Four of the six candidates for seats on the Columbia City Council fielded questions on climate and energy issues during a virtual forum Thursday night .
The forum was co-sponsored by Citizens’ Climate Lobby of Columbia, Climate Leaders at Mizzou, CoMo Transit Justice, Mid-Missouri Peaceworks, Osage Group Sierra Club, Renew Missouri and Sunrise Movement Columbia. A recorded video is available on the Sierra Club’s Facebook page.
Second Ward candidates Bill Weitkemper and Andrea Waner attended along with Sixth Ward incumbent Betsy Peters, who is seeking her third term, and her challenger Philip Merriman. Second Ward candidate Jim Meyer and Sixth Ward candidate Randy Minchew did not attend.
One question at the forum focused on the work of the Integrated Electric Resource and Master Plan Task Force, which has asked a city consultant to explore the feasibility of the city having a 100% clean, renewable energy portfolio by 2030, 2040 and 2050. The candidates were asked what information they need and what criteria they would use to decide which scenario Columbia should adopt.
Weitkemper said 100% clean, renewable energy by 2030 or 2040 is unachievable but might be possible by 2050. “The impact on humans will be catastrophic if we don’t,” he said.
Waner said she would want to ensure that any such plan be equitable and just.
“Does it commit to achieving equity, affordability and access for all members of the community?” Waner asked. “Does a plan towards clean renewable energy create local jobs, jobs that are quality family supporting and unionized jobs?”
Merriman was blunt in saying that 100% clean, renewable energy will never happen and that plans that call for it are often filled with empty buzzwords. The activism that pushes for 100% renewable energy is powered by pseudo-science, he said, cautioning that public officials lose the trust of their constituents when they pursue promises they can’t keep.
Peters said 100% percent clean, renewable energy is a goal worth striving for even if the city discovers it can’t reach it. “At least be aiming for the stars even if we don’t quite get there.”
The candidates also fielded questions about whether they would support continuing free public transit after the coronavirus pandemic has passed and what their long-term vision for the bus system is.
Weitkemper supports free bus service beyond the pandemic and switching to all electric buses. He proposed a system with two main hubs, one at the Wabash Station for people going to and from work and another for those traveling to and from the MU campus.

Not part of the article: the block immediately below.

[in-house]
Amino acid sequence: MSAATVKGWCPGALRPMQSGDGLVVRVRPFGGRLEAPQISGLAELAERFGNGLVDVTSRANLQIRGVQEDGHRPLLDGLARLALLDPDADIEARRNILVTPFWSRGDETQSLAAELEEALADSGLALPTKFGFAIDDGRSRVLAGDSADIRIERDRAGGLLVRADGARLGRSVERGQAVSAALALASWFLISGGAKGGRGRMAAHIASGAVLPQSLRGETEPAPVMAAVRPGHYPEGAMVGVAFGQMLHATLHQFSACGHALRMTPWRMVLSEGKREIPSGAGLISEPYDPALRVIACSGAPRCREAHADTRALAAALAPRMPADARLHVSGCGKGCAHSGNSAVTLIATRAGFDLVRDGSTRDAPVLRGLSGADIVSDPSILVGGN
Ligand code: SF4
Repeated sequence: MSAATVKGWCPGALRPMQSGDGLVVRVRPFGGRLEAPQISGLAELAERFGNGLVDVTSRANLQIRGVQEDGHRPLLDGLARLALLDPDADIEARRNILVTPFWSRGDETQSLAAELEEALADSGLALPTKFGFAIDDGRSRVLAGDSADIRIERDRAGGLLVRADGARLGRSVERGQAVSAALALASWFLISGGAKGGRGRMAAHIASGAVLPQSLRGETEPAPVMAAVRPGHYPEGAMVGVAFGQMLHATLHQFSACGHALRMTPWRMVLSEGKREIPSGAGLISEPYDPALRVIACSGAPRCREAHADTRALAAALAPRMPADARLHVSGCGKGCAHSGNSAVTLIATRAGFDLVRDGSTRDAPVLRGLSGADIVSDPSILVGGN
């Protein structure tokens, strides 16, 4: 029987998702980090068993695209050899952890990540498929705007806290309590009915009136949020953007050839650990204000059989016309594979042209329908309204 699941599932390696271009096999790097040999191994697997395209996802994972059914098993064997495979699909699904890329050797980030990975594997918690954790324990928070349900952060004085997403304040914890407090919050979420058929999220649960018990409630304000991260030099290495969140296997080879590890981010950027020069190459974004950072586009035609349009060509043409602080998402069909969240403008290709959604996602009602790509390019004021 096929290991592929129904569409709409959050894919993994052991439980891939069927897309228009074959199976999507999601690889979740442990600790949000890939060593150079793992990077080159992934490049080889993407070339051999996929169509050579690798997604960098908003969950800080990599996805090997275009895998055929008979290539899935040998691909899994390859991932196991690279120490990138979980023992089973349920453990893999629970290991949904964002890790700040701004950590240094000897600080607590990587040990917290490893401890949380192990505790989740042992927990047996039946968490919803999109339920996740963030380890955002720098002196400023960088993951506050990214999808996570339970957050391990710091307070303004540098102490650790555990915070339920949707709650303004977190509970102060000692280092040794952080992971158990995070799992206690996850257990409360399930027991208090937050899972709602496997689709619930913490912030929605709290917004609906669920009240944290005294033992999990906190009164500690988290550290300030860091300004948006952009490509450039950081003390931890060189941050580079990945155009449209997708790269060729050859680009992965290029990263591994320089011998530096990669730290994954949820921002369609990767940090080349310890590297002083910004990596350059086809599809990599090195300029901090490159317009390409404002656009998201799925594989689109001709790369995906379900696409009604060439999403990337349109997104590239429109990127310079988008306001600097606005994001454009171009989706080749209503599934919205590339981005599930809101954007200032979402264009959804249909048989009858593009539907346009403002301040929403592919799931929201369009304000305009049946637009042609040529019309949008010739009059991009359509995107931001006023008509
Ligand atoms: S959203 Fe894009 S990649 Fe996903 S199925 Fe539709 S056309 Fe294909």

Peters said bus fares should return in the next fiscal year because they pay for 15% of the cost of public transit. The service should remain free, she said, until the pandemic has run its course.
“I think, in this COVID world where it disproportionately affects our lower-income citizens, that we should go ahead and continue this free public transit,” Peters said.
Peters said that if the city wants to build a robust public transit system it will have to find new ways to fund it.
Merriman wants to scrap public transit altogether. He listed a number of cities around the country — Broken Arrow, Oklahoma, Arlington, Texas, and Olathe, Kansas, among them — that are comparable to Columbia but have no public transit at all. They rely instead on different forms of ride sharing.
Merriman said that Columbia could adopt such a model and that doing so would reduce greenhouse gas emissions and make transportation more efficient by providing services to people when and where they need it rather than driving buses all over town and hoping someone hops on them.
“There’s an enormous benefit to this instead of having buses, whether electric or not, patrolling the streets,” Merriman said.
Waner said public transportation is a basic need and a public good. “The challenge of breaking the cycle of poverty begins with reliable transportation,” she said.
Without adequate, reliable and accessible public transit, people are forced to accept lower-paying jobs that are within walking or biking distance, and they lack access to basic resources, Waner said.
“We have to work harder to expand public transit for communities that rely on it, to meet their transportation needs,” Waner said.
The candidates differed in their responses to questions about the city’s new pay-as-you-throw trash collection program and their long-term goals for solid waste. Waner, Weitkemper and Peters agreed that while there are issues with the new program, which was fully implemented Feb. 1, the city needs to see how well its working and to work out any bugs.
Weitkemper, however, believes the city should put roll carts back on the ballot. Waner and Peters said they are open to converting to a different system if residents support it, but they opposed putting roll carts on the ballot unless an ongoing citizens’ initiative petition to do that succeeds.
Merriman wants to end the pay-as-you-throw system as soon as possible and explore contracting with private businesses for trash and recycling collection, as many cities have done.